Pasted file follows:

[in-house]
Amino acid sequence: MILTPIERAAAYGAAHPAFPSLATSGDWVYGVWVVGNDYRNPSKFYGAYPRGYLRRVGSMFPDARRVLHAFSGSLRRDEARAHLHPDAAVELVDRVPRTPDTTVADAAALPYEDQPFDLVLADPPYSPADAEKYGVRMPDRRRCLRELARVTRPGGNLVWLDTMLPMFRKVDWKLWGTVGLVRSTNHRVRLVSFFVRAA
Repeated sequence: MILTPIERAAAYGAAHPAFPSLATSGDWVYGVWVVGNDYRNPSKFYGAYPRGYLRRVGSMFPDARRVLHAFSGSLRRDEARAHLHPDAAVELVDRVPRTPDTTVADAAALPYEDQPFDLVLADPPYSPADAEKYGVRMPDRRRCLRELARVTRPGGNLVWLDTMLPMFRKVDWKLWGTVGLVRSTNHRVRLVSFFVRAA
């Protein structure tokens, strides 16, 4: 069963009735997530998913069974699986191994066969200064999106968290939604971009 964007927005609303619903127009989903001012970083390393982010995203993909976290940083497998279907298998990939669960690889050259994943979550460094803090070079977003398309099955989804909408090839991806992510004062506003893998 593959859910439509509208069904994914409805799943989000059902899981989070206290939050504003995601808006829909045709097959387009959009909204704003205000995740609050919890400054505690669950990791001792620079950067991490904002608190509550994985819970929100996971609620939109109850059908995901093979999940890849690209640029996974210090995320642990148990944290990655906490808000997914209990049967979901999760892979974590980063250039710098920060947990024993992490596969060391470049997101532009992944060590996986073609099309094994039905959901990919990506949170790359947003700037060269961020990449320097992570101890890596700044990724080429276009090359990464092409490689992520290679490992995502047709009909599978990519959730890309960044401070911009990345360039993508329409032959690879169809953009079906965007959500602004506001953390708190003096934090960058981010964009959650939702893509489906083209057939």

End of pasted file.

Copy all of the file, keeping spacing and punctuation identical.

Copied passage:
[in-house]
Amino acid sequence: MILTPIERAAAYGAAHPAFPSLATSGDWVYGVWVVGNDYRNPSKFYGAYPRGYLRRVGSMFPDARRVLHAFSGSLRRDEARAHLHPDAAVELVDRVPRTPDTTVADAAALPYEDQPFDLVLADPPYSPADAEKYGVRMPDRRRCLRELARVTRPGGNLVWLDTMLPMFRKVDWKLWGTVGLVRSTNHRVRLVSFFVRAA
Repeated sequence: MILTPIERAAAYGAAHPAFPSLATSGDWVYGVWVVGNDYRNPSKFYGAYPRGYLRRVGSMFPDARRVLHAFSGSLRRDEARAHLHPDAAVELVDRVPRTPDTTVADAAALPYEDQPFDLVLADPPYSPADAEKYGVRMPDRRRCLRELARVTRPGGNLVWLDTMLPMFRKVDWKLWGTVGLVRSTNHRVRLVSFFVRAA
């Protein structure tokens, strides 16, 4: 069963009735997530998913069974699986191994066969200064999106968290939604971009 964007927005609303619903127009989903001012970083390393982010995203993909976290940083497998279907298998990939669960690889050259994943979550460094803090070079977003398309099955989804909408090839991806992510004062506003893998 593959859910439509509208069904994914409805799943989000059902899981989070206290939050504003995601808006829909045709097959387009959009909204704003205000995740609050919890400054505690669950990791001792620079950067991490904002608190509550994985819970929100996971609620939109109850059908995901093979999940890849690209640029996974210090995320642990148990944290990655906490808000997914209990049967979901999760892979974590980063250039710098920060947990024993992490596969060391470049997101532009992944060590996986073609099309094994039905959901990919990506949170790359947003700037060269961020990449320097992570101890890596700044990724080429276009090359990464092409490689992520290679490992995502047709009909599978990519959730890309960044401070911009990345360039993508329409032959690879169809953009079906965007959500602004506001953390708190003096934090960058981010964009959650939702893509489906083209057939």